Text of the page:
Maybe that's why there are so many talented developers outside the US. In the US, we aren't required to learn another language out of necessity, whereas in most other countries of the world (not all, but most) it is very commonplace for people to speak two or more languages.

You can kind of apply this in the reverse, to some degree, as well. Those who only learn one development platform may be limiting themselves. Knowing one programming language inside and out can be a good thing, but learning others can also open a developer to new ways of approaching a challenge. I've known many developers who knew a server-side language (ColdFusion, ASP, PHP, whatever), but never bothered to learn JavaScript, or how to write well formed XHTML. To me, that's limiting. Even crippling.

What are your thoughts?

Where Do You Stand?

Several months ago gas in Nashville cost almost $3 a gallon. One enterprising station owner decided to charge around $2.60 a gallon, while all of his competition was at the $2.97 range. While he did this, people were lined up to get in the station. People were pouring through his little convenience mart, to go to the bathroom, or maybe pick up on his 2 for $2 Coca Cola deals. His competitor's stations (there are 4 more within a two block radius) were nearly empty.

This station owner was a very smart man. Did he lose money? His profit margin may have been smaller, but the traffic and sales increase probably doubled his typical profit intake. He had to bring in tankers three times a day to refill his tanks, and some delivery truck was almost always there restocking something in his convenience store.

There is a lesson to be learned here by America's retailers. If you've never worked in retail management, you don't know what kind of mark-ups most retailers have on the goods you and I purchase every day. Sometimes those mark-ups are anywhere from 70 - 100% of the actual cost of goods. Bars and Restaurants even more so, where the mark-up could be as much as 600% on some items. Now, to be fair, these businesses have a lot of overhead they have to pay: salaries, utilities, licenses, security, insurance, etc. But, notice they're having trouble doing some of these things right now? No one is buying.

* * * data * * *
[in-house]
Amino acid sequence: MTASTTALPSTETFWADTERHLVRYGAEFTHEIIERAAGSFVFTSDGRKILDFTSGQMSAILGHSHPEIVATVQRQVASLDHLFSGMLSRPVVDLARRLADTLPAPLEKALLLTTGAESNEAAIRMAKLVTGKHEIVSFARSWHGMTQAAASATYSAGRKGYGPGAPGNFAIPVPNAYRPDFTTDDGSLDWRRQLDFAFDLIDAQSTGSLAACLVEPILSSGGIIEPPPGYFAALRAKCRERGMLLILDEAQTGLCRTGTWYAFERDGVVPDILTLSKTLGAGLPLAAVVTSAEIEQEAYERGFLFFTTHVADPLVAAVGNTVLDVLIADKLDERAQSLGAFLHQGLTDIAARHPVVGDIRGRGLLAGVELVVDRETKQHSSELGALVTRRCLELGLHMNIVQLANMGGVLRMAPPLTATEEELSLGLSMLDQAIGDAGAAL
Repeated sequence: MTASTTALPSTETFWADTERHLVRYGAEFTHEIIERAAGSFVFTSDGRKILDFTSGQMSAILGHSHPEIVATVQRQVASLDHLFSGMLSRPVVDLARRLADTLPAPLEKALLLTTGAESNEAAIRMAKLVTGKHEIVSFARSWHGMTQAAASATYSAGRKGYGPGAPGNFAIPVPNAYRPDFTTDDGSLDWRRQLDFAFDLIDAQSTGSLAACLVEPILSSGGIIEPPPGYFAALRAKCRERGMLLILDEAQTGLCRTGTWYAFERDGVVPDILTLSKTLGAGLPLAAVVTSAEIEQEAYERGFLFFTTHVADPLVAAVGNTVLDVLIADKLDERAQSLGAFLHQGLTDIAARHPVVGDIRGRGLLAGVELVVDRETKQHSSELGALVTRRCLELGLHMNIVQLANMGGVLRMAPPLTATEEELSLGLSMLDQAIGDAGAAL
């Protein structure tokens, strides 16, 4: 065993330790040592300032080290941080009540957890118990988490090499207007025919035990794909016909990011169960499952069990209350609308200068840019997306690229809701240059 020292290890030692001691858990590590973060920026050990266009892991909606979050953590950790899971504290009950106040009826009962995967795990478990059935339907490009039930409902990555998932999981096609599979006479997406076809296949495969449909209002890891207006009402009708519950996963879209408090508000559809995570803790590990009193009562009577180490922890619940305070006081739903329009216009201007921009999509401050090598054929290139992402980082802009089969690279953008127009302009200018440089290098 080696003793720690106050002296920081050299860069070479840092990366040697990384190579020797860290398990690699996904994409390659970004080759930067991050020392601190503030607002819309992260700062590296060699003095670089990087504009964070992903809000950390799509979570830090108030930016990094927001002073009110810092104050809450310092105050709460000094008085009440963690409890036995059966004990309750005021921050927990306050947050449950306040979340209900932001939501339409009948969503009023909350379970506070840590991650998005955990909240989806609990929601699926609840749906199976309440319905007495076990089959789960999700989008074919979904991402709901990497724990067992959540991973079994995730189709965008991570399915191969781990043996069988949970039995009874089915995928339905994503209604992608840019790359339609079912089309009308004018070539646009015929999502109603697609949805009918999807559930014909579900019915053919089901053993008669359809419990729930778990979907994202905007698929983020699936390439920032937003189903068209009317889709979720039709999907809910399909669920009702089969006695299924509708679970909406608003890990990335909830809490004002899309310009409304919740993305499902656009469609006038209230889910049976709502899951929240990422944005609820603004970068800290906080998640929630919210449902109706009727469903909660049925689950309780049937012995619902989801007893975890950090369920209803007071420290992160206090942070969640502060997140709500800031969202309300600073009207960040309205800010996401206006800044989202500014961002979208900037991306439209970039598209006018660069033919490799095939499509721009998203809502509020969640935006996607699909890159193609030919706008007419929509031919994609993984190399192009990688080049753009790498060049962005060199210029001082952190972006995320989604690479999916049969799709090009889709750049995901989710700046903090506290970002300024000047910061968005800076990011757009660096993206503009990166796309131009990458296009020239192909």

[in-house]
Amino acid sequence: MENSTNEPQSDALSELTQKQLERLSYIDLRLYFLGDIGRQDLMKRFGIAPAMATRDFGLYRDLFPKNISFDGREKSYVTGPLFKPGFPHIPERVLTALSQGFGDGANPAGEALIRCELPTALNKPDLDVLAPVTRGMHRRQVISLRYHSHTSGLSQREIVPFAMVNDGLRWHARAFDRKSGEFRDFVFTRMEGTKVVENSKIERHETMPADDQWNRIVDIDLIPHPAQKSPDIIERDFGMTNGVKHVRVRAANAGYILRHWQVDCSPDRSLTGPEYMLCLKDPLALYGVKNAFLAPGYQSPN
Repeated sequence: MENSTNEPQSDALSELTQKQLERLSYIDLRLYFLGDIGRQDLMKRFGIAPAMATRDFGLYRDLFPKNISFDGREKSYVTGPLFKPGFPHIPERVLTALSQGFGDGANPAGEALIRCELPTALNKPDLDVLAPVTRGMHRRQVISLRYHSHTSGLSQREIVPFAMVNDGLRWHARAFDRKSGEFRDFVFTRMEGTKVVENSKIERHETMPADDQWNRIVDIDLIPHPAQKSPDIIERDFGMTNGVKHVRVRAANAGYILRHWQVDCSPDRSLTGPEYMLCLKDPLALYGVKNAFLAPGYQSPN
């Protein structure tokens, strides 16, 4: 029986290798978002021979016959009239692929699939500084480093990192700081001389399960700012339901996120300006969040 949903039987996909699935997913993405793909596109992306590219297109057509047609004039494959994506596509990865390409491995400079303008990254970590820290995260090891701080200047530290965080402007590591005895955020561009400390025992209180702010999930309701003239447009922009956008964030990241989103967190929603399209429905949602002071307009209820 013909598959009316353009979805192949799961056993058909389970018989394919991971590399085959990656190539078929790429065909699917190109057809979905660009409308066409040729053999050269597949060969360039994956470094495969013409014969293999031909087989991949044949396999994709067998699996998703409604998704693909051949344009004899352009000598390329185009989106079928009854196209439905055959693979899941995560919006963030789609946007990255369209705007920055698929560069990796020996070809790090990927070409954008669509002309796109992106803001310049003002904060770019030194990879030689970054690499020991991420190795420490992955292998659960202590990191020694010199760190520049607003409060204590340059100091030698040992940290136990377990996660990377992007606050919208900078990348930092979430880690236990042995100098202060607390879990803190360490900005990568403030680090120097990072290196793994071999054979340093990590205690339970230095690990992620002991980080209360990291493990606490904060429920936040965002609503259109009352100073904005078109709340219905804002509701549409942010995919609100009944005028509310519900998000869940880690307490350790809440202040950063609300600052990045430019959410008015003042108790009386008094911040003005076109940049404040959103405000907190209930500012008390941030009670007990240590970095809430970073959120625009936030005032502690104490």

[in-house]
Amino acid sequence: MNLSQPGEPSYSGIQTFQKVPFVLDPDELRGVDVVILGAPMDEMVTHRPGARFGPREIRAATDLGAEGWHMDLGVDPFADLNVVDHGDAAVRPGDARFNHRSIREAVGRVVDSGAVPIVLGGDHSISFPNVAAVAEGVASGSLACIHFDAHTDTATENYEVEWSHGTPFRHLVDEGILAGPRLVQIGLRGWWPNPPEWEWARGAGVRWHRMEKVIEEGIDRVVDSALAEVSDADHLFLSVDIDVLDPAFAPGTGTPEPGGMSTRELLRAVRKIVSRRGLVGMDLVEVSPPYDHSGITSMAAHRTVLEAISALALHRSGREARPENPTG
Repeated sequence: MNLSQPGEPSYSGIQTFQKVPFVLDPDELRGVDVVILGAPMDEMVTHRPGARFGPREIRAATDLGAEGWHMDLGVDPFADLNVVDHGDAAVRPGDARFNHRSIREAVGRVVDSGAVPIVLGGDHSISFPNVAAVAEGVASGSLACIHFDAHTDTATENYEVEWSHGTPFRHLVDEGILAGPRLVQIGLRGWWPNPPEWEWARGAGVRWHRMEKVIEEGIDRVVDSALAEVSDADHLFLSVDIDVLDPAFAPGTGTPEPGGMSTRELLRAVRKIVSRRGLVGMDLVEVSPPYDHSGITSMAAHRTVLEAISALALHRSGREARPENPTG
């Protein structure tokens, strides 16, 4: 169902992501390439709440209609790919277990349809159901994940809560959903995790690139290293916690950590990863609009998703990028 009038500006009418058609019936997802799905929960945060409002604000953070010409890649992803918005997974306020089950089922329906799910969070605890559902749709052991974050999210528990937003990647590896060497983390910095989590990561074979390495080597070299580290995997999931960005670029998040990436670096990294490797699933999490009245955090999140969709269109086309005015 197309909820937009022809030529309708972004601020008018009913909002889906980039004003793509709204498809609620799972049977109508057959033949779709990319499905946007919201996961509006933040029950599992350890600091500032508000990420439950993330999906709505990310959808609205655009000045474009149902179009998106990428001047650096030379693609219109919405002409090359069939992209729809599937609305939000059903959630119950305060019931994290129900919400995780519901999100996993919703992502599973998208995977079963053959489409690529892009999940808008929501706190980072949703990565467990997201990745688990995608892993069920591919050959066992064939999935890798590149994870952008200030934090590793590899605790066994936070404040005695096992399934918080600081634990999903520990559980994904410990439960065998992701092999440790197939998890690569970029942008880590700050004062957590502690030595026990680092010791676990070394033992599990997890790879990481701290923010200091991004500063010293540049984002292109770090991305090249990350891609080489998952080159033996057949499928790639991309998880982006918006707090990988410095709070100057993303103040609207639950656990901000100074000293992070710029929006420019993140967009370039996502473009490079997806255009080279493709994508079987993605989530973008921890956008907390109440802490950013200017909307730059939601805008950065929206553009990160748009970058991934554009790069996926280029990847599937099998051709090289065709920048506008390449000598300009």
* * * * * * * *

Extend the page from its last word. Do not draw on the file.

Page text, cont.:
This is called "market correction". See, we (the American public) have allowed these companies to more or less rape us for years. Why is it that an automobile that cost $3,000 is 1977 will cost $18,000 today? Why does a gallon of milk cost almost $3.50? Why is it that a gallon of gas that sold for $1.15 in 1999...? Well, because we let them charge us that much. And right now, we're done. Not only won't we pay those rates, we can't.

The government is so heavily involved in trying to 'bailout' America (Have you read the stimulus plan?), that big business is still losing the Big Picture. You want your people to stay employed? You want to get back towards the black? You want to keep getting fat bonuses, and have the funding to continue driving innovation and expansion? OK, then charge a reasonable rate for product. What is really more important, a fat profit margin, or staying in business?

I know, there are dozens of other factors involved here. Employers think they pay too much for help. Employees don't think they get paid enough. Unions want every benefit the rest of the American public can't afford. Fuel and utility costs are rising, increasing the expenditures and affecting the bottom line. When does the cycle stop? When do we, the American public, wake up and say enough is enough? When do American businesses say "We can do better by the American people, and survive, and be profitable." and start working with the boundaries of sanity. $250 for a Wii and $40 a game? It's a f@%#ing game. $200 for an iPhone? It's a damn phone. $80 for a pair of Nike? They're shoes for God's sake, they're gonna wear out in six months if you use 'em right.

When did we become so screwed up that we would continually let ourselves be taken advantage of? When does common sense sink in and we all say "No"? (When does "Common Sense" become common again?) There is a difference between being profitable, and being Greedy.